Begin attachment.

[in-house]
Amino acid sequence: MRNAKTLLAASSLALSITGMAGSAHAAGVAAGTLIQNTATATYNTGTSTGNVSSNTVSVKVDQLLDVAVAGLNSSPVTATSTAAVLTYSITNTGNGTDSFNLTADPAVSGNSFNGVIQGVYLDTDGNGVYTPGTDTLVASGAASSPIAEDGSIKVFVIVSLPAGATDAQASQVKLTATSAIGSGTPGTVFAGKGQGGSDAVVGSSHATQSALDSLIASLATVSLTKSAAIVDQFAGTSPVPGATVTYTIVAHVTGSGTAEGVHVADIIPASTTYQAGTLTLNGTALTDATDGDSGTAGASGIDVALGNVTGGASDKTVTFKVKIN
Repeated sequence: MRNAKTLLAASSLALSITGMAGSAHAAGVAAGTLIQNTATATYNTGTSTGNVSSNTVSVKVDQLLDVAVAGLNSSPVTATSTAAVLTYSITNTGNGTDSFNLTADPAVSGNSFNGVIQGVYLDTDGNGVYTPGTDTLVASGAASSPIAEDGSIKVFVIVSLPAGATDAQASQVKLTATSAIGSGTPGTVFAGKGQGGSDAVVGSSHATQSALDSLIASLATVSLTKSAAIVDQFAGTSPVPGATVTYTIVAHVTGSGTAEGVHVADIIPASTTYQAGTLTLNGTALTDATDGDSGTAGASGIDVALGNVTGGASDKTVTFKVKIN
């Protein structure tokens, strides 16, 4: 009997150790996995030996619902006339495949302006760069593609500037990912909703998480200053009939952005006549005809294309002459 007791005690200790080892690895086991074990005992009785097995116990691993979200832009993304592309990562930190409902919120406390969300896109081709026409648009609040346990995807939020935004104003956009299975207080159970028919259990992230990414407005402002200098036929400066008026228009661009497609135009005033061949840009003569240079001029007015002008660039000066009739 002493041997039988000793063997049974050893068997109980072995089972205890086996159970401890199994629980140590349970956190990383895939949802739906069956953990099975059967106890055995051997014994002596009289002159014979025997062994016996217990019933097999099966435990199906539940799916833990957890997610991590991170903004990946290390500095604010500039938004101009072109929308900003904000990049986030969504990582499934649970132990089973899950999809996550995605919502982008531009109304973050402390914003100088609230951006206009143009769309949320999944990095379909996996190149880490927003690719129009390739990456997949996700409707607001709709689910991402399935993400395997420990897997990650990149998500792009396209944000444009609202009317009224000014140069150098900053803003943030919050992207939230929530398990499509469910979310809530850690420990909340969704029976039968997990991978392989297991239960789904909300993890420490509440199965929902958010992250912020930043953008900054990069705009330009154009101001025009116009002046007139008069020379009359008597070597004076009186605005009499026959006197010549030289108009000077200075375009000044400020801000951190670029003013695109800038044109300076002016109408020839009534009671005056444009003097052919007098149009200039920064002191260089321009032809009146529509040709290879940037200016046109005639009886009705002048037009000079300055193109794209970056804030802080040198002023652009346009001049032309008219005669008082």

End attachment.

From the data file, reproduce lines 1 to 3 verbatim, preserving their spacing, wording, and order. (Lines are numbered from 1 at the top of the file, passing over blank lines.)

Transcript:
[in-house]
Amino acid sequence: MRNAKTLLAASSLALSITGMAGSAHAAGVAAGTLIQNTATATYNTGTSTGNVSSNTVSVKVDQLLDVAVAGLNSSPVTATSTAAVLTYSITNTGNGTDSFNLTADPAVSGNSFNGVIQGVYLDTDGNGVYTPGTDTLVASGAASSPIAEDGSIKVFVIVSLPAGATDAQASQVKLTATSAIGSGTPGTVFAGKGQGGSDAVVGSSHATQSALDSLIASLATVSLTKSAAIVDQFAGTSPVPGATVTYTIVAHVTGSGTAEGVHVADIIPASTTYQAGTLTLNGTALTDATDGDSGTAGASGIDVALGNVTGGASDKTVTFKVKIN
Repeated sequence: MRNAKTLLAASSLALSITGMAGSAHAAGVAAGTLIQNTATATYNTGTSTGNVSSNTVSVKVDQLLDVAVAGLNSSPVTATSTAAVLTYSITNTGNGTDSFNLTADPAVSGNSFNGVIQGVYLDTDGNGVYTPGTDTLVASGAASSPIAEDGSIKVFVIVSLPAGATDAQASQVKLTATSAIGSGTPGTVFAGKGQGGSDAVVGSSHATQSALDSLIASLATVSLTKSAAIVDQFAGTSPVPGATVTYTIVAHVTGSGTAEGVHVADIIPASTTYQAGTLTLNGTALTDATDGDSGTAGASGIDVALGNVTGGASDKTVTFKVKIN